Online searches of children's oseltamivir in public primary and specialized care: Detecting influenza outbreaks in Finland using dedicated databases for health care professionals

PLoS One. 2022 Aug 5;17(8):e0272040. doi: 10.1371/journal.pone.0272040. eCollection 2022.

Abstract

Introduction: Health care professionals working in primary and specialized care typically search for medical information from Internet sources. In Finland, Physician's Databases are online portals aimed at professionals seeking medical information. As dosage errors may occur when prescribing medication to children, professionals' need for reliable medical information has increased in public health care centers and hospitals. Influenza continues to be a public health threat, with young children at risk of developing severe illness and easily transmitting the virus. Oseltamivir is used to treat children with influenza. The objective of this study was to compare searches for children's oseltamivir and influenza diagnoses in primary and specialized care, and to determine if the searches could aid detection of influenza outbreaks.

Methods: We compared searches in Physician's Databases for children's oral suspension of oseltamivir (6 mg/mL) for influenza diagnoses of children under 7 years and laboratory findings of influenza A and B from the National Infectious Disease Register. Searches and diagnoses were assessed in primary and specialized care across Finland by season from 2012-2016. The Moving Epidemic Method (MEM) calculated seasonal starts and ends, and paired differences in the mean compared two indicators. Correlation was tested to compare seasons.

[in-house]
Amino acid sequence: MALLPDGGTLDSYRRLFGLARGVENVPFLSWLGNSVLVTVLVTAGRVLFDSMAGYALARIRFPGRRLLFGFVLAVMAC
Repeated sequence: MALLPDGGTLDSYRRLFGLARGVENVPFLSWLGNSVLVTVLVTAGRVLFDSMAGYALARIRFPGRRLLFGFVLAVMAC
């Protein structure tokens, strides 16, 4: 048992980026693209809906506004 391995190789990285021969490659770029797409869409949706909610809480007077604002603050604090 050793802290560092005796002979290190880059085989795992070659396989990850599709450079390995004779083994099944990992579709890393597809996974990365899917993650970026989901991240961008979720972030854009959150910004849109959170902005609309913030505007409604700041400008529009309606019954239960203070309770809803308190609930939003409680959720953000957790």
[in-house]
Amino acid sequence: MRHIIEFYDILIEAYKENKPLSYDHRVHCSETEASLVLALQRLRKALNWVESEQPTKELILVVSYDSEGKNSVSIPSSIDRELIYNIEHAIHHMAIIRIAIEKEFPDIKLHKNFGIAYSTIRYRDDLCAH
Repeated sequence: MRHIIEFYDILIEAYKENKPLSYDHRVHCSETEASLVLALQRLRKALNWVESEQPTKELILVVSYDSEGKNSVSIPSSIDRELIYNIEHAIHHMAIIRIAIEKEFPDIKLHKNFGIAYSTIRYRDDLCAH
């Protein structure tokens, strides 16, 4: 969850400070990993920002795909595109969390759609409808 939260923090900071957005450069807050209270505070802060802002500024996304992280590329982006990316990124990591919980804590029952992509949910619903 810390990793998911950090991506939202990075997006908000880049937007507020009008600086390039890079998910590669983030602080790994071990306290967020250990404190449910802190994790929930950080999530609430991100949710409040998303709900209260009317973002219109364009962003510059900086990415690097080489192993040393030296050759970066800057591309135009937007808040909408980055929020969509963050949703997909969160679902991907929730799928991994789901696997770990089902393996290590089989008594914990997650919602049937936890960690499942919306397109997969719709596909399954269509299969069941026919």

Results: We found that searches and diagnoses in primary and specialized care showed visually similar patterns annually. The MEM-calculated starting weeks in searches appeared mainly in the same week. Oseltamivir searches in primary care preceded diagnoses by -1.0 weeks (95% CI: -3.0, -0.3; p = 0.132) with very high correlation (τ = 0.913). Specialized care oseltamivir searches and diagnoses correlated moderately (τ = 0.667).

Conclusion: Health care professionals' searches for children's oseltamivir in online databases linked with the registers of children's influenza diagnoses in primary and specialized care. Therefore, database searches should be considered as supplementary information in disease surveillance when detecting influenza epidemics.

MeSH terms

  • Antiviral Agents / therapeutic use
  • Child
  • Child, Preschool
  • Disease Outbreaks
  • Finland / epidemiology
  • Health Personnel
  • Humans
  • Influenza, Human* / diagnosis
  • Influenza, Human* / drug therapy
  • Influenza, Human* / epidemiology
  • Oseltamivir* / therapeutic use

Substances

  • Antiviral Agents
  • Oseltamivir

Grant support

The author(s) received no specific funding for this work.